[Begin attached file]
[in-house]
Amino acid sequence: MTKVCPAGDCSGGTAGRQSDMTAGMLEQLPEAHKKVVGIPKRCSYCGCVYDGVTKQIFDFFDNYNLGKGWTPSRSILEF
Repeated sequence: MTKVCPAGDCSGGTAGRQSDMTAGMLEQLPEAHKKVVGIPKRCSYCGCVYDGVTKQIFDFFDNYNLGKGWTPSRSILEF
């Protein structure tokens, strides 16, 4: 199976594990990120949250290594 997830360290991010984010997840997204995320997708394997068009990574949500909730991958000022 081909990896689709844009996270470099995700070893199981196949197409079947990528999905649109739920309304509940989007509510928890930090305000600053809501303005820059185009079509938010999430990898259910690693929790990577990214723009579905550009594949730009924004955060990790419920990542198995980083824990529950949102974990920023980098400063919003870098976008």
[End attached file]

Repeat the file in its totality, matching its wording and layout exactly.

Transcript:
[in-house]
Amino acid sequence: MTKVCPAGDCSGGTAGRQSDMTAGMLEQLPEAHKKVVGIPKRCSYCGCVYDGVTKQIFDFFDNYNLGKGWTPSRSILEF
Repeated sequence: MTKVCPAGDCSGGTAGRQSDMTAGMLEQLPEAHKKVVGIPKRCSYCGCVYDGVTKQIFDFFDNYNLGKGWTPSRSILEF
């Protein structure tokens, strides 16, 4: 199976594990990120949250290594 997830360290991010984010997840997204995320997708394997068009990574949500909730991958000022 081909990896689709844009996270470099995700070893199981196949197409079947990528999905649109739920309304509940989007509510928890930090305000600053809501303005820059185009079509938010999430990898259910690693929790990577990214723009579905550009594949730009924004955060990790419920990542198995980083824990529950949102974990920023980098400063919003870098976008």